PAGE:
“Get some fresh air, you’ll feel better”
“Don’t be silly”
“It could be worse”
“Just let me help”
I’ve heard all of these numerous times before. Not only do they not help but, more often than not, they actually make us feel worse.
Sure, sometimes getting outside helps. But sometimes, the thought of leaving the house brings a wave of dread and anxiety and we can’t think of anything worse than stepping outside. It sounds stupid but being reminded that we can’t go out makes us feel like “a failure”. Why can’t we function like normal people? Why is something so simple, so difficult?
“Don’t be silly” or any variation of this, for me personally, is the worst one. It’s usually said in response to me saying something like “I’m fat” or “I can’t do this” when referring to a simple task like making a cup of tea or hoovering (usually followed by floods of tears). So why is this the worst? Because we know that what we’re saying is “silly” but it’s how we feel and, as hard as we try, we can’t change that.
“What’s wrong” and “Just let me help” are very similar – we can’t always answer these. As much as we want to explain why today is particularly bad, we probably don’t know ourselves. Using the word “wrong” makes us feel guilty. And, trust me when I say this, if we knew of a way that you could help us or make us feel better, we’d let you know.
So, now you know what you shouldn’t say, you’d probably like some guidance on what’s helpful wouldn’t you?
I’ve thought about this a lot. It’s a tough one. There’s a lot of helpful things you could say but even these can prove to be upsetting at the wrong time.
So I decided to keep it simple and narrow it down to these three:
1. “I’m here if you need me” (followed by giving us some space) – My mood changes from minute to minute; sometimes I need to talk, sometimes I just need space. Saying something like this lets us know you care but leaves the ball in our court to decide whether we want to talk or want to do something completely different as a distraction.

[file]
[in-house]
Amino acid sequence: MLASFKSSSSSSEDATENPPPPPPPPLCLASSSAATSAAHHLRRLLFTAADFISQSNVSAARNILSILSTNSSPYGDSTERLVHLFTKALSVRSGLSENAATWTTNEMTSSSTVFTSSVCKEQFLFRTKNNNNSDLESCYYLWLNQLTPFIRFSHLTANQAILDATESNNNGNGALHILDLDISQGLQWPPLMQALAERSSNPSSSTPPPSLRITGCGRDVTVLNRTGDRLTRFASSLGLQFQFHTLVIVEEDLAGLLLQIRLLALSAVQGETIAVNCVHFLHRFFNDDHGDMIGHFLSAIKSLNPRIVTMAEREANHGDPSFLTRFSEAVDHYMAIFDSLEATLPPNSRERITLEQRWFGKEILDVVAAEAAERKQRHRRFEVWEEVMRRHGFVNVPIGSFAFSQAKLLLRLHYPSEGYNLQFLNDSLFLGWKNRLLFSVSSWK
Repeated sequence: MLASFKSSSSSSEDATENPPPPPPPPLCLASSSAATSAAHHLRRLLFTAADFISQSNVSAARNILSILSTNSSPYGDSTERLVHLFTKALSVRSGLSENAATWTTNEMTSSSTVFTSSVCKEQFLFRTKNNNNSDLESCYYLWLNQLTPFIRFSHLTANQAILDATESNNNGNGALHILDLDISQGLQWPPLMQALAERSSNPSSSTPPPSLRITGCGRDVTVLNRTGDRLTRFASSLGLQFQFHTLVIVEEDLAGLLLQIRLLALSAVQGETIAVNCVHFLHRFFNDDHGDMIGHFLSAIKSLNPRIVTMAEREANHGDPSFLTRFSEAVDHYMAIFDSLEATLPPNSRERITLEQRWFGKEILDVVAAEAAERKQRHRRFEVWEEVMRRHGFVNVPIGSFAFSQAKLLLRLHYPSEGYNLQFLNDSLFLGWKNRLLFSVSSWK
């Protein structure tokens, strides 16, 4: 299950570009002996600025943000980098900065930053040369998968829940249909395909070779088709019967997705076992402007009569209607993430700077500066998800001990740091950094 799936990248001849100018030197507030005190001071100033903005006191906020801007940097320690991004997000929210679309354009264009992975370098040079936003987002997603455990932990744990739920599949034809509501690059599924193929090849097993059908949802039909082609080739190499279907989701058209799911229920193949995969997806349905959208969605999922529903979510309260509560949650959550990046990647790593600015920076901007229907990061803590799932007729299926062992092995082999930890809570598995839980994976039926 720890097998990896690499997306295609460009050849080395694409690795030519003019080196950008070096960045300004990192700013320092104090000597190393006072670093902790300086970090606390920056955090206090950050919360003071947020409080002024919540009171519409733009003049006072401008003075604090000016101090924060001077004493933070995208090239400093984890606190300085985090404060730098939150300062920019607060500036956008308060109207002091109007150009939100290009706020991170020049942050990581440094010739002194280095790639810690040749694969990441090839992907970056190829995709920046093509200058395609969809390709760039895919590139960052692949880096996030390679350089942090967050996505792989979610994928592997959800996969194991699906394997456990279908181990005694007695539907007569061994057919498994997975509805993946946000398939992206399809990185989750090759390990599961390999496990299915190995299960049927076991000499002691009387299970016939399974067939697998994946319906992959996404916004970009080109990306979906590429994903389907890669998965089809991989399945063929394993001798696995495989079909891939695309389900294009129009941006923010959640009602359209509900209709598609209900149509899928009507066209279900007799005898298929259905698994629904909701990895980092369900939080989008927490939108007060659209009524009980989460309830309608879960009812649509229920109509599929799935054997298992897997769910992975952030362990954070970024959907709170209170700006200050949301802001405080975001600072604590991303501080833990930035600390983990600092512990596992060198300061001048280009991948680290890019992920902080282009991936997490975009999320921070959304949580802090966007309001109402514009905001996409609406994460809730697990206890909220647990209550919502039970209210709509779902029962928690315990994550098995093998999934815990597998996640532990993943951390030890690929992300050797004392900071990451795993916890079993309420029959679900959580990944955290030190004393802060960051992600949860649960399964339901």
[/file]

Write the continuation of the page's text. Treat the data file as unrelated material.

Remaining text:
2. “I love you” – This is self-explanatory and might seem obvious but, when you’re battling with depression and your mind is full of negative thoughts, we sometimes forget about being loved and a little reminder can mean a lot.
3. Nothing – This one’s a little trickier than the others but I’m personally a big fan of this. Yes, it might be clear that we’re upset or struggling with something but it’s ok for you to say nothing. Sometimes an understanding smile, a hug, or just a cup of tea can mean more than a thousand words. Quite often, if we’re in the middle of a particularly low “episode” talking is the last thing we want to do.
Finally, even though it isn’t really related to the title of this post as it’s not something you can or can’t say, it’s important that you respect the wishes of us when it comes to space. As much as you might be worried and want to help, there’s nothing wrong with us wanting to be alone (although you’ll need to use your judgement here, especially if you think someone is at risk of self-harming or suicide).
I hope this helps some of you and I’d love to know if you have anything to add to the list…I might do a “What Do You Say to Someone With Depression – Part Two” post later on in the year.